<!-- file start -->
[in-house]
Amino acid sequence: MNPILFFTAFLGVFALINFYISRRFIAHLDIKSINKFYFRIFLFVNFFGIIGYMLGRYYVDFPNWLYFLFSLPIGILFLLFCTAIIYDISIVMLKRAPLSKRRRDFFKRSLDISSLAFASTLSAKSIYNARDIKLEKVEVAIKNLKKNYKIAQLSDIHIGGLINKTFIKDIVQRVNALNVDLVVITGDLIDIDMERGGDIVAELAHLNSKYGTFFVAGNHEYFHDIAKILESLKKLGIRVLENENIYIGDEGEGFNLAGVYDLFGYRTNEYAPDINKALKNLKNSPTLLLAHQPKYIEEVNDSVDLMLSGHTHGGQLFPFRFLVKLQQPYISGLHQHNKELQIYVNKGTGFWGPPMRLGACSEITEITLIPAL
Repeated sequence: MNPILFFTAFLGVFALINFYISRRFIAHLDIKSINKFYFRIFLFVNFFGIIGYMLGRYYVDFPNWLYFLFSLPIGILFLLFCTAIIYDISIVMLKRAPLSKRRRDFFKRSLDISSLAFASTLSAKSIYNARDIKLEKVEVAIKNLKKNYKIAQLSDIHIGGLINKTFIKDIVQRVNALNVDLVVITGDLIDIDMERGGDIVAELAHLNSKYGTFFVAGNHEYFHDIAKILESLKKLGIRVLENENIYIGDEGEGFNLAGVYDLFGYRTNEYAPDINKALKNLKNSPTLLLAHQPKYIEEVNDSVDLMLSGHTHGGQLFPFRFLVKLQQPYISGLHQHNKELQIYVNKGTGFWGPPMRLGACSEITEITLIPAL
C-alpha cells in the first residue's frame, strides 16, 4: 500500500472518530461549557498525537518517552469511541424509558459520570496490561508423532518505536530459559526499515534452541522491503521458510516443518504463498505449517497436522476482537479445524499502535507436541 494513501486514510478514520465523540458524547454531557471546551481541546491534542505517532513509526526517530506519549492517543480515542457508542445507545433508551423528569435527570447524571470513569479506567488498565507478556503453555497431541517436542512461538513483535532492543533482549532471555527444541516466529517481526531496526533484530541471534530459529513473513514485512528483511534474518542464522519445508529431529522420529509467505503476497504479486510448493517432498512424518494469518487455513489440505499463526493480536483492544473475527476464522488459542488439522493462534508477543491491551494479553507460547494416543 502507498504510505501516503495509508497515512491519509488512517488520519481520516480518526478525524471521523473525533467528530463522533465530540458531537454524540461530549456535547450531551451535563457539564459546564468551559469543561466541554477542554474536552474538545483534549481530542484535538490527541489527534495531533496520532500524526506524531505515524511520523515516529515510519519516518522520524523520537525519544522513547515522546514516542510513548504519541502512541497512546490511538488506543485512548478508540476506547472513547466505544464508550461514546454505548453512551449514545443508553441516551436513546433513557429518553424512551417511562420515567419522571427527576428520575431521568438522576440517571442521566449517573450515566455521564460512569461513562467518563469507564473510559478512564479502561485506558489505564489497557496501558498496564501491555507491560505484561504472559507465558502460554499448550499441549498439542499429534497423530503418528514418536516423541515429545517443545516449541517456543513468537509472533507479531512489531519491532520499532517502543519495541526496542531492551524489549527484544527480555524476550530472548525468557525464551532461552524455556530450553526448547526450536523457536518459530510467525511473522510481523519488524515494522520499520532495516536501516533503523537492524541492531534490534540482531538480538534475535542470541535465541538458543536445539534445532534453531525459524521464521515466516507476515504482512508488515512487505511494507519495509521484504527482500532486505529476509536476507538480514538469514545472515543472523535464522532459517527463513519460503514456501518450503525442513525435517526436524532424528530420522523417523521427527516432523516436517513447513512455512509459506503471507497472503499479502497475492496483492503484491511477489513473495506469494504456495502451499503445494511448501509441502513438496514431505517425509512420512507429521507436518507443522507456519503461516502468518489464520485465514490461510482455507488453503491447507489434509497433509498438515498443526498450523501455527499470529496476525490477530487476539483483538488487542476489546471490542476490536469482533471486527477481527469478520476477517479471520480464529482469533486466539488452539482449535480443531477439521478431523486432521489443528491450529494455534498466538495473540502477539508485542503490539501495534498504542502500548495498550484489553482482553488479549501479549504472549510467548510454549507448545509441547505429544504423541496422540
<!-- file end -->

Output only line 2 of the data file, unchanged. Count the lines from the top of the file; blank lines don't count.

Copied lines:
Amino acid sequence: MNPILFFTAFLGVFALINFYISRRFIAHLDIKSINKFYFRIFLFVNFFGIIGYMLGRYYVDFPNWLYFLFSLPIGILFLLFCTAIIYDISIVMLKRAPLSKRRRDFFKRSLDISSLAFASTLSAKSIYNARDIKLEKVEVAIKNLKKNYKIAQLSDIHIGGLINKTFIKDIVQRVNALNVDLVVITGDLIDIDMERGGDIVAELAHLNSKYGTFFVAGNHEYFHDIAKILESLKKLGIRVLENENIYIGDEGEGFNLAGVYDLFGYRTNEYAPDINKALKNLKNSPTLLLAHQPKYIEEVNDSVDLMLSGHTHGGQLFPFRFLVKLQQPYISGLHQHNKELQIYVNKGTGFWGPPMRLGACSEITEITLIPAL